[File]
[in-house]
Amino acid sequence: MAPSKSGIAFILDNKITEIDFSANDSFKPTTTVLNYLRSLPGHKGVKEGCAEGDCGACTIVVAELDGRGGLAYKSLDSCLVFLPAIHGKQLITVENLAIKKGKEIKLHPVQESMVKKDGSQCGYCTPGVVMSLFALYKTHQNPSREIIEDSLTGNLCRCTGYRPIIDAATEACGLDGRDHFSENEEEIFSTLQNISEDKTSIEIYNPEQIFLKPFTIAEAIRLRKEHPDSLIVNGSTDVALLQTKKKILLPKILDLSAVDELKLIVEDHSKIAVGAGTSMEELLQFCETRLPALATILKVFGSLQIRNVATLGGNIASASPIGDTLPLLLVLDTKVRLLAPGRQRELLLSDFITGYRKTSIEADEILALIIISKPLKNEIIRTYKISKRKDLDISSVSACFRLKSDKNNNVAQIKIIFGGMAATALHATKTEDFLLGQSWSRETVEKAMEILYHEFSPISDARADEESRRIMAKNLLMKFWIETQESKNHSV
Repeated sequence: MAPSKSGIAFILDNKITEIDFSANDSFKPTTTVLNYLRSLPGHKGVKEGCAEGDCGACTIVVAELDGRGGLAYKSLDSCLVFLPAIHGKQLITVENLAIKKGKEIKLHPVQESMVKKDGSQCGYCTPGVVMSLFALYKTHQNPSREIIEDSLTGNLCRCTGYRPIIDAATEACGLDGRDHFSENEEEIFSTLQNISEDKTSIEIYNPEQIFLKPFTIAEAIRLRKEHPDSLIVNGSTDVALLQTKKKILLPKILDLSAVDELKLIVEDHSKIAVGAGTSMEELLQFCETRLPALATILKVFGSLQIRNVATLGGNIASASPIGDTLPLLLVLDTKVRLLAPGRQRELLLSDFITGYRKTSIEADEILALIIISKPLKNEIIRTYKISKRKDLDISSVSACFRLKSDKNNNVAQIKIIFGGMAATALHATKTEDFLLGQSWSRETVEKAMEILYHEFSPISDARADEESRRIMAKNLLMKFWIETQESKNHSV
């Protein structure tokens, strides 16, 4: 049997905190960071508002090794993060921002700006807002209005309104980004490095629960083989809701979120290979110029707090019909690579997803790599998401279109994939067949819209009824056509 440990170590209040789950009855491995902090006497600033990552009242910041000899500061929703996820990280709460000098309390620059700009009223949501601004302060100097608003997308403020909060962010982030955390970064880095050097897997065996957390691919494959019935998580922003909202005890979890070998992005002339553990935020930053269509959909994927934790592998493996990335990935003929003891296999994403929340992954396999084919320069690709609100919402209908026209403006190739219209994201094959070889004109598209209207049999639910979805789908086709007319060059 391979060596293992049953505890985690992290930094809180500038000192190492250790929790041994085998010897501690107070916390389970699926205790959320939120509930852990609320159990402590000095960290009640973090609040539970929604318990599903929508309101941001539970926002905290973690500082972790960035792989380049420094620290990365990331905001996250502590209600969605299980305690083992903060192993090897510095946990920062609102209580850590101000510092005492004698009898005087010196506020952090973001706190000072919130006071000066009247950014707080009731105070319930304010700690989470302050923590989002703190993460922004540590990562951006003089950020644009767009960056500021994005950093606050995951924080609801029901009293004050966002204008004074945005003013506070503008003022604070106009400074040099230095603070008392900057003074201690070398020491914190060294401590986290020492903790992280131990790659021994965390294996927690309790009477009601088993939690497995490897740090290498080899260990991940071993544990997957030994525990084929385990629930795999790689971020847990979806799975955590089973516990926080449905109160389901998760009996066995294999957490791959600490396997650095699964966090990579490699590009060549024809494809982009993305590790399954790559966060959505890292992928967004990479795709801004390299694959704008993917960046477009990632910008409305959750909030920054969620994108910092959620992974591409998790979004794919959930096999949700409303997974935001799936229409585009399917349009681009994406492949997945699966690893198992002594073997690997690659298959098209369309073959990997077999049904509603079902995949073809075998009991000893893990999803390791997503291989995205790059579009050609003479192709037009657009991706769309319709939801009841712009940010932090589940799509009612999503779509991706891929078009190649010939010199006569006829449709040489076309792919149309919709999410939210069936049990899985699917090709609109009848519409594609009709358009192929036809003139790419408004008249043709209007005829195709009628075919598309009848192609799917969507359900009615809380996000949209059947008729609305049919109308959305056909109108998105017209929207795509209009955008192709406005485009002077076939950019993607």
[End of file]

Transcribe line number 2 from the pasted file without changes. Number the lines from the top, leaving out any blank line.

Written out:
Amino acid sequence: MAPSKSGIAFILDNKITEIDFSANDSFKPTTTVLNYLRSLPGHKGVKEGCAEGDCGACTIVVAELDGRGGLAYKSLDSCLVFLPAIHGKQLITVENLAIKKGKEIKLHPVQESMVKKDGSQCGYCTPGVVMSLFALYKTHQNPSREIIEDSLTGNLCRCTGYRPIIDAATEACGLDGRDHFSENEEEIFSTLQNISEDKTSIEIYNPEQIFLKPFTIAEAIRLRKEHPDSLIVNGSTDVALLQTKKKILLPKILDLSAVDELKLIVEDHSKIAVGAGTSMEELLQFCETRLPALATILKVFGSLQIRNVATLGGNIASASPIGDTLPLLLVLDTKVRLLAPGRQRELLLSDFITGYRKTSIEADEILALIIISKPLKNEIIRTYKISKRKDLDISSVSACFRLKSDKNNNVAQIKIIFGGMAATALHATKTEDFLLGQSWSRETVEKAMEILYHEFSPISDARADEESRRIMAKNLLMKFWIETQESKNHSV